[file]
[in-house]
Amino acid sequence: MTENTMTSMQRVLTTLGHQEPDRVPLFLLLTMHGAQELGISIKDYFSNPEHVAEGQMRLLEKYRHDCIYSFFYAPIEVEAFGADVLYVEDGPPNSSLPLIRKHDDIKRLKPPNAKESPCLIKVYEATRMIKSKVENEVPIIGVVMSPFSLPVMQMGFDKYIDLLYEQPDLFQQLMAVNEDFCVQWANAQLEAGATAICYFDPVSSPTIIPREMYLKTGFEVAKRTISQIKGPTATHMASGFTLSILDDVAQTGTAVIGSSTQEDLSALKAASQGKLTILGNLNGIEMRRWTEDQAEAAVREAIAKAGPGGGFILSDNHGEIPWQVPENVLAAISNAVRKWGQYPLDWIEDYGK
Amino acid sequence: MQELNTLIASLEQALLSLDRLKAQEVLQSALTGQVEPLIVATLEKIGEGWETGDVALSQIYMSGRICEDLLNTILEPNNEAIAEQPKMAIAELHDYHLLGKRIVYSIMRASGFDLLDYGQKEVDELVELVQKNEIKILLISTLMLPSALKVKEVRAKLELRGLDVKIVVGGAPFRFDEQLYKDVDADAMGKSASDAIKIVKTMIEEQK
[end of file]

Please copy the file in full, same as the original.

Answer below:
[in-house]
Amino acid sequence: MTENTMTSMQRVLTTLGHQEPDRVPLFLLLTMHGAQELGISIKDYFSNPEHVAEGQMRLLEKYRHDCIYSFFYAPIEVEAFGADVLYVEDGPPNSSLPLIRKHDDIKRLKPPNAKESPCLIKVYEATRMIKSKVENEVPIIGVVMSPFSLPVMQMGFDKYIDLLYEQPDLFQQLMAVNEDFCVQWANAQLEAGATAICYFDPVSSPTIIPREMYLKTGFEVAKRTISQIKGPTATHMASGFTLSILDDVAQTGTAVIGSSTQEDLSALKAASQGKLTILGNLNGIEMRRWTEDQAEAAVREAIAKAGPGGGFILSDNHGEIPWQVPENVLAAISNAVRKWGQYPLDWIEDYGK
Amino acid sequence: MQELNTLIASLEQALLSLDRLKAQEVLQSALTGQVEPLIVATLEKIGEGWETGDVALSQIYMSGRICEDLLNTILEPNNEAIAEQPKMAIAELHDYHLLGKRIVYSIMRASGFDLLDYGQKEVDELVELVQKNEIKILLISTLMLPSALKVKEVRAKLELRGLDVKIVVGGAPFRFDEQLYKDVDADAMGKSASDAIKIVKTMIEEQK